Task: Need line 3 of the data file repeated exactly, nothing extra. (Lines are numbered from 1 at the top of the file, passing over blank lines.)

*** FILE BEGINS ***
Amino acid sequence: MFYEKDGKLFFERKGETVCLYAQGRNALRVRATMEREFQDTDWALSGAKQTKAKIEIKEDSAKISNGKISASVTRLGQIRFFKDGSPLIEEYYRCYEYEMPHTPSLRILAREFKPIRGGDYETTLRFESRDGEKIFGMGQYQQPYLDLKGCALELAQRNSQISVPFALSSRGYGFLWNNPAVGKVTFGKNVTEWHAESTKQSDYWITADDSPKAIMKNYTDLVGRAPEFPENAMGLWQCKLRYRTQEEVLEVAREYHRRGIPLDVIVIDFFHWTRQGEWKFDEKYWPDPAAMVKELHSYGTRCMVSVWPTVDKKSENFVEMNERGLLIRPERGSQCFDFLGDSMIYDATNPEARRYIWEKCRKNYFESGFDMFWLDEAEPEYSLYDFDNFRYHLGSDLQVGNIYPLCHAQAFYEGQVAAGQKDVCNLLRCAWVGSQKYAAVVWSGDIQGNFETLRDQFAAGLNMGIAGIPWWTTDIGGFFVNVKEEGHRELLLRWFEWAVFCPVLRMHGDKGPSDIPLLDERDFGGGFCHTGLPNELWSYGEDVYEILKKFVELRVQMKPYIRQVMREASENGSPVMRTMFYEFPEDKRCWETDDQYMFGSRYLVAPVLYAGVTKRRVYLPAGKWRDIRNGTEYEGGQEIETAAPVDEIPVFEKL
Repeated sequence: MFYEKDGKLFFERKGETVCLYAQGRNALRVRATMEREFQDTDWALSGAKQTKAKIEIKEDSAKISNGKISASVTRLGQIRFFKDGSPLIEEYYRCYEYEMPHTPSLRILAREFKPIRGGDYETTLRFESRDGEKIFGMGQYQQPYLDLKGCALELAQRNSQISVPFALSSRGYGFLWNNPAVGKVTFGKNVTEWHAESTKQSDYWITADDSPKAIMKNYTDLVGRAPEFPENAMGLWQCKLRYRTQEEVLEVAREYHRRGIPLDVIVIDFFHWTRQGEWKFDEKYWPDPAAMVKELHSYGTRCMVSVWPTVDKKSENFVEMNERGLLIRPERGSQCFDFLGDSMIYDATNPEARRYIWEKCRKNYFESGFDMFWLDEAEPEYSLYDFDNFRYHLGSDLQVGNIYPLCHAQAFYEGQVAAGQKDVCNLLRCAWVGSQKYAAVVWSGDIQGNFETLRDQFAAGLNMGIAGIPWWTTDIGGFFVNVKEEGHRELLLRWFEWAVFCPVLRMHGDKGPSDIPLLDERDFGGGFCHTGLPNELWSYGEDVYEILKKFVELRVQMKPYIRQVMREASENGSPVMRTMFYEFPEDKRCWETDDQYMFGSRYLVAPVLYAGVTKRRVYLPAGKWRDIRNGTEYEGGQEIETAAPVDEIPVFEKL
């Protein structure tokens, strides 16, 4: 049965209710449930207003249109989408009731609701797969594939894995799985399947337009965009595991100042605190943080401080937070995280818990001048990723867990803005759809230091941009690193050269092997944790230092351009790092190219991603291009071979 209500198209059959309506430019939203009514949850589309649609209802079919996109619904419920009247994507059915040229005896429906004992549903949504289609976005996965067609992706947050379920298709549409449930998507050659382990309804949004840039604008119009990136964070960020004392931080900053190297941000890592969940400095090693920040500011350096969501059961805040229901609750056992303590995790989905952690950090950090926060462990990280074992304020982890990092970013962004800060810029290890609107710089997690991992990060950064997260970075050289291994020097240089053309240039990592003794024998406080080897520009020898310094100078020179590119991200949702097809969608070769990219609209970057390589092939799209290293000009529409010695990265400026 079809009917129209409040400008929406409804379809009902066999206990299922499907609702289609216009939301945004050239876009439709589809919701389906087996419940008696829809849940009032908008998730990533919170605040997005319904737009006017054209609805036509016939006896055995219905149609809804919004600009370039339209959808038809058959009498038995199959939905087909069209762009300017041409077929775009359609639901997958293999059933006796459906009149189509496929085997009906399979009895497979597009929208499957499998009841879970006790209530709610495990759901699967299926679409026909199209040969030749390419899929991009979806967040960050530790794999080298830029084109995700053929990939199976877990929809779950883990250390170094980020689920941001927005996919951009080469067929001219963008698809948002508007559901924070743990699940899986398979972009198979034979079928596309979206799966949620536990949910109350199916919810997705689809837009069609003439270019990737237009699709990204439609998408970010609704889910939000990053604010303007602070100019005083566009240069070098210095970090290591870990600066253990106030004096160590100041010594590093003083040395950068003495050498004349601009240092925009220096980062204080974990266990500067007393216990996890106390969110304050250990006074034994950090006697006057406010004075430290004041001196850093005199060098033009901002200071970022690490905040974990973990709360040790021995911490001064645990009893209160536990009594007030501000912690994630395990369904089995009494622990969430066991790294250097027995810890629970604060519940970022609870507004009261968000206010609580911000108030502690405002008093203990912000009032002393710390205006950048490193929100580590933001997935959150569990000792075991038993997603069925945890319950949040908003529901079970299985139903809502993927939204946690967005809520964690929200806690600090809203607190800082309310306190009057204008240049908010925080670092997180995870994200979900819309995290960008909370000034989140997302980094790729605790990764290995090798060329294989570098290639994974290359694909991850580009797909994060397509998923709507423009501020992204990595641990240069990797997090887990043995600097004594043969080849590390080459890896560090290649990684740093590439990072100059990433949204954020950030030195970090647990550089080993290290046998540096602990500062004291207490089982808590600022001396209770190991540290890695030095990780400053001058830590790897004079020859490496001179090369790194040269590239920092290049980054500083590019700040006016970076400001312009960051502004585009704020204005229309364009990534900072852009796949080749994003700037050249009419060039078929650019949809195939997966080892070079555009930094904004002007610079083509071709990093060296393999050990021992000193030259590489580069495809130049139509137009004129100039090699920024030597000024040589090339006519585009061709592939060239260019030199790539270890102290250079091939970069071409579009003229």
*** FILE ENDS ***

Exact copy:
């Protein structure tokens, strides 16, 4: 049965209710449930207003249109989408009731609701797969594939894995799985399947337009965009595991100042605190943080401080937070995280818990001048990723867990803005759809230091941009690193050269092997944790230092351009790092190219991603291009071979 209500198209059959309506430019939203009514949850589309649609209802079919996109619904419920009247994507059915040229005896429906004992549903949504289609976005996965067609992706947050379920298709549409449930998507050659382990309804949004840039604008119009990136964070960020004392931080900053190297941000890592969940400095090693920040500011350096969501059961805040229901609750056992303590995790989905952690950090950090926060462990990280074992304020982890990092970013962004800060810029290890609107710089997690991992990060950064997260970075050289291994020097240089053309240039990592003794024998406080080897520009020898310094100078020179590119991200949702097809969608070769990219609209970057390589092939799209290293000009529409010695990265400026 079809009917129209409040400008929406409804379809009902066999206990299922499907609702289609216009939301945004050239876009439709589809919701389906087996419940008696829809849940009032908008998730990533919170605040997005319904737009006017054209609805036509016939006896055995219905149609809804919004600009370039339209959808038809058959009498038995199959939905087909069209762009300017041409077929775009359609639901997958293999059933006796459906009149189509496929085997009906399979009895497979597009929208499957499998009841879970006790209530709610495990759901699967299926679409026909199209040969030749390419899929991009979806967040960050530790794999080298830029084109995700053929990939199976877990929809779950883990250390170094980020689920941001927005996919951009080469067929001219963008698809948002508007559901924070743990699940899986398979972009198979034979079928596309979206799966949620536990949910109350199916919810997705689809837009069609003439270019990737237009699709990204439609998408970010609704889910939000990053604010303007602070100019005083566009240069070098210095970090290591870990600066253990106030004096160590100041010594590093003083040395950068003495050498004349601009240092925009220096980062204080974990266990500067007393216990996890106390969110304050250990006074034994950090006697006057406010004075430290004041001196850093005199060098033009901002200071970022690490905040974990973990709360040790021995911490001064645990009893209160536990009594007030501000912690994630395990369904089995009494622990969430066991790294250097027995810890629970604060519940970022609870507004009261968000206010609580911000108030502690405002008093203990912000009032002393710390205006950048490193929100580590933001997935959150569990000792075991038993997603069925945890319950949040908003529901079970299985139903809502993927939204946690967005809520964690929200806690600090809203607190800082309310306190009057204008240049908010925080670092997180995870994200979900819309995290960008909370000034989140997302980094790729605790990764290995090798060329294989570098290639994974290359694909991850580009797909994060397509998923709507423009501020992204990595641990240069990797997090887990043995600097004594043969080849590390080459890896560090290649990684740093590439990072100059990433949204954020950030030195970090647990550089080993290290046998540096602990500062004291207490089982808590600022001396209770190991540290890695030095990780400053001058830590790897004079020859490496001179090369790194040269590239920092290049980054500083590019700040006016970076400001312009960051502004585009704020204005229309364009990534900072852009796949080749994003700037050249009419060039078929650019949809195939997966080892070079555009930094904004002007610079083509071709990093060296393999050990021992000193030259590489580069495809130049139509137009004129100039090699920024030597000024040589090339006519585009061709592939060239260019030199790539270890102290250079091939970069071409579009003229």